(Image: © Future)
The Surface Go 2 has a bigger screen, longer battery life and better performance than its predecessor, though you need to prepare to exit budget territory to get one of the better configurations.
- Excellent build quality and design
- Long battery life
- Bright and colorful display
- LTE option available at launch
- Pricey after affordable base model
- Type Cover not included
- Low performance for the price
Microsoft’s Surface 2-in-1s, headed up by the Surface Pro line, are among the most portable computers out there in thin, light designs. The Surface Go 2 ($399.99 to start; $729.99 as tested, plus an additional $129.99 Type Cover), is the company’s second shot as a device meant to, as the name hints, go with you anywhere. The company has clearly taken feedback, delivering a bigger screen and better battery life. The option of an Intel Core m3 CPU also provides more power, though not as much as other devices in this price range.
That makes the Go 2 a device for those who want a premium portable with budget performance, rather than cutting corners on screens and materials. But the Surface Go 2 was released at a time when most of us are stuck inside. Is there room for a new Go when there is nowhere, to, well, go?
As soon as you look at the Surface Go 2, you’ll notice that something big has changed. The unsightly bezels from the original Surface Go have been shrunken down, making more room for the display. The new device has a 10.5-inch panel, half an inch larger than its predecessor. There’s still enough bezel to comfortably hold the Surface Go 2 as a tablet, but you get more screen real estate.
Otherwise, the Surface Go 2 is effectively a clone of its predecessor. It comes in platinum gray with a reflective Windows logo on the back, as well as the rear camera. There’s no ventilation — the low-powered Intel CPUs Microsoft used allow for a fanless design. The hinge is sturdy and feels reliable, but this design, like the original Surface Go and Surface Pro for years, is better on a desk than on your lap, where it isn’t as stable as I’d like it to be.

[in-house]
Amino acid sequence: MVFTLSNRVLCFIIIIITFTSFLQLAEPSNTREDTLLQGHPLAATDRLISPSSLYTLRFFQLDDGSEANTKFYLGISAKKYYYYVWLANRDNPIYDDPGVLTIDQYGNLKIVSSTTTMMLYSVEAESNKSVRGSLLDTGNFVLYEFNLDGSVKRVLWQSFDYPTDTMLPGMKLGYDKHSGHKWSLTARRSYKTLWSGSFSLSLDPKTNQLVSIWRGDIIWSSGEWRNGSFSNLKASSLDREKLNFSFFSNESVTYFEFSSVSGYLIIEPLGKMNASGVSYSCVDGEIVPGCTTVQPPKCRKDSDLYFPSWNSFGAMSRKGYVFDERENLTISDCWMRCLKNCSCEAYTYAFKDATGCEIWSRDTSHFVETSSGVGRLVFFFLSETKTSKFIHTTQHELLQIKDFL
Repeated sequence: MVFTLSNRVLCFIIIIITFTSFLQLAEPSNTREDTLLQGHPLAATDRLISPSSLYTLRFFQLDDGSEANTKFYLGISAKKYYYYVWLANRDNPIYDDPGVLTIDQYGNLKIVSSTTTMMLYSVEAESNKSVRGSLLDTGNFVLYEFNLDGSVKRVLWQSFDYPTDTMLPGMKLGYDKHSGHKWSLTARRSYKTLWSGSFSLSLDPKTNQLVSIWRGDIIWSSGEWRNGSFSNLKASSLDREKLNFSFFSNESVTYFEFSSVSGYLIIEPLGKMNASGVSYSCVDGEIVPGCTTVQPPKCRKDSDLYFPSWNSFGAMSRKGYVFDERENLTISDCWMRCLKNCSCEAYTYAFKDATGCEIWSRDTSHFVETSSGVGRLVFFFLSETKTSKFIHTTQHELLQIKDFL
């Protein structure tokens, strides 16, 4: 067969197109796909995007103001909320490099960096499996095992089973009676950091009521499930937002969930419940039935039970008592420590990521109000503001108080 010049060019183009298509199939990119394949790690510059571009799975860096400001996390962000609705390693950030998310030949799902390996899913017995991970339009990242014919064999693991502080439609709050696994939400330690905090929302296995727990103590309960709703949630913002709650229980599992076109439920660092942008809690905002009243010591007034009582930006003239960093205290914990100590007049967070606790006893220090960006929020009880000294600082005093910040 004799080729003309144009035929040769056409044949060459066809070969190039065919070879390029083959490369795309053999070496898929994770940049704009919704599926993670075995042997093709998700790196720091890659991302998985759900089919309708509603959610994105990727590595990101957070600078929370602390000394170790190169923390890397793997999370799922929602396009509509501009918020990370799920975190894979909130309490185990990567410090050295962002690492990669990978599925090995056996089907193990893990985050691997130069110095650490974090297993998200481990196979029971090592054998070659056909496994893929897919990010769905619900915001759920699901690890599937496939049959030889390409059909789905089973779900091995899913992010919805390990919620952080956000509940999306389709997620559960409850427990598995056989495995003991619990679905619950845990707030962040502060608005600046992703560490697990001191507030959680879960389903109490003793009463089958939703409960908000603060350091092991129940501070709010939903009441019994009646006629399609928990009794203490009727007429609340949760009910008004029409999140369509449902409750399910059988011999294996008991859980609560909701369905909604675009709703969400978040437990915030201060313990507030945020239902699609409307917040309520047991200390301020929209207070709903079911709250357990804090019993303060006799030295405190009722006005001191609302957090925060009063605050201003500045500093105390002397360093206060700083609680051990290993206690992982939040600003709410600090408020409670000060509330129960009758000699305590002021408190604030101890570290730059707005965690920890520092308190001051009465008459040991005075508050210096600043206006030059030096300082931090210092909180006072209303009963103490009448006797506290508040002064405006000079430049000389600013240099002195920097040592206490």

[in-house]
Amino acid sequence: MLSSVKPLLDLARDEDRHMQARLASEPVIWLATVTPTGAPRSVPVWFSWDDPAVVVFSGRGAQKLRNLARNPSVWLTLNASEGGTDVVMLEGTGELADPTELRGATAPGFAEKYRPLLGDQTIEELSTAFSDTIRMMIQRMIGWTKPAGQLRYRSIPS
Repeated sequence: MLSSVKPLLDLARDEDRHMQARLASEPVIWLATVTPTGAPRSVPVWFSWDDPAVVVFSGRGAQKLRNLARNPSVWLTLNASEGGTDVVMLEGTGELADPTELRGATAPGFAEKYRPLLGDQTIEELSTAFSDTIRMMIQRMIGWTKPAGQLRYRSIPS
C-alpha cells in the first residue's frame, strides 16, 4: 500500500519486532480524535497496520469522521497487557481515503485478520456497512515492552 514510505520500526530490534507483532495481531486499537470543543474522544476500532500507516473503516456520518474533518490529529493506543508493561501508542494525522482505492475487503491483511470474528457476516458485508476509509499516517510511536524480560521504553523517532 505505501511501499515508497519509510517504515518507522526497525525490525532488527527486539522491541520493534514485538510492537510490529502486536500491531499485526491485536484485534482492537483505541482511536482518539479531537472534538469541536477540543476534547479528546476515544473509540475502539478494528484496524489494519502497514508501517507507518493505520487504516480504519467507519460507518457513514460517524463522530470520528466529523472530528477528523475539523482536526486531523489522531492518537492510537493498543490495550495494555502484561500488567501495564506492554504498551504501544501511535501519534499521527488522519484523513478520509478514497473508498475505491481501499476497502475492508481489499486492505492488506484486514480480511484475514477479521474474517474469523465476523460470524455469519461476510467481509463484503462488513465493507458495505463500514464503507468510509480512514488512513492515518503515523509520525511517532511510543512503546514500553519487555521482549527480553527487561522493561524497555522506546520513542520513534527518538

Almost all of the Surface Go’s ports are on the right side of the tablet, including the USB Type-C port, proprietary Surface Connect port for charging, as well as the headphone jack. There’s a microSD card slot under the hinge and, on our model with LTE support, a SIM card tray on the right side. If you get a Type Cover keyboard, that attaches magnetically to the bottom of the device.
The Surface Go 2 measures 9.7 x 6.9 x 0.3 inches and weighs 1.2 pounds, far smaller than the average budget or mainstream notebook. The Acer Swift 3 we recently reviewed was 2.6 pounds and 12.7 x 8.6 x 0.6 inches in a traditional clamshell form factor that weighs 2.8 pounds.
Microsoft Surface Go 2 Specifications
|CPU||Intel Core m3-8100Y|
|Graphics||Intel UHD Graphics 615|
|Display||10.5-inch PixelSense display, 1920 x 1280 resolution, 3:2 aspect ratio|
|Networking||Intel Wi-Fi 6 AX200, Bluetooth 5.0|
|Ports||USB Type-C,3.5 mm headphone jack, Surface Connect port, Surface Type Cover port, MicroSD card reader|
|Camera||5.0MP front camera, 8.0MP rear camera, both with 1080p video|
|Operating System||Windows 10 Home in S Mode|
|Size||13.6 x 9.1 x 0.7 inches (34.5 x 23.1 x 1.8cm)|
|Weight||1.2 pounds (544.3g)|
|Extra||LTE Advanced xt (on select Core m3 Configurations)|
|Price (as Configured)||$729.99 + $129.99 Type Cover|
Productivity Performance Our review unit of the Surface Go 2 came with a dual-core Intel Core m3-8100Y. It’s a chip that debuted in 2018 based on Intel’s Amber Lake architecture, but still offers significant gains over the Pentium chips offered in the original Go. However, that doesn’t put it in a place to match some mid-level laptops at similar prices. Our device also had 8GB of LPDDR3 RAM and a 128GB PCIe-based SSD. Note: We had to move from Windows 10 Home in S Mode (as the device ships) to Windows 10 Home in order to run our benchmarks.
(Image credit: Tom's Hardware)
To compare the Surface Go 2 to the original, we used Geekbench 4.1. The Surface Go 2 earned a score of 6,764, handily surpassing the Intel Pentium Gold 4415Y in the original model (both had 8GB of RAM).
(Image credit: Tom's Hardware)
On Geekbench 5.0, which we used to test the Acer Swift 3, the Surface Go 2 earned a score of 1,563, falling quite short of the Swift’s score of 4,862 with an eight-core AMD Ryzen 7 4700U(and 8GB RAM).
It took 28 seconds for the Surface Go 2 to copy 4.97GB of files in our file transfer test, a rate of 181.8 MBps. That’s with a 128GB SSD, and we imagine the rate would be slower with the 64GB eMMC storage option (see the configuration section below). That is faster than its predecessor (154.2 MBps), but slower than the Acer Swift 3 (462.7 MBps).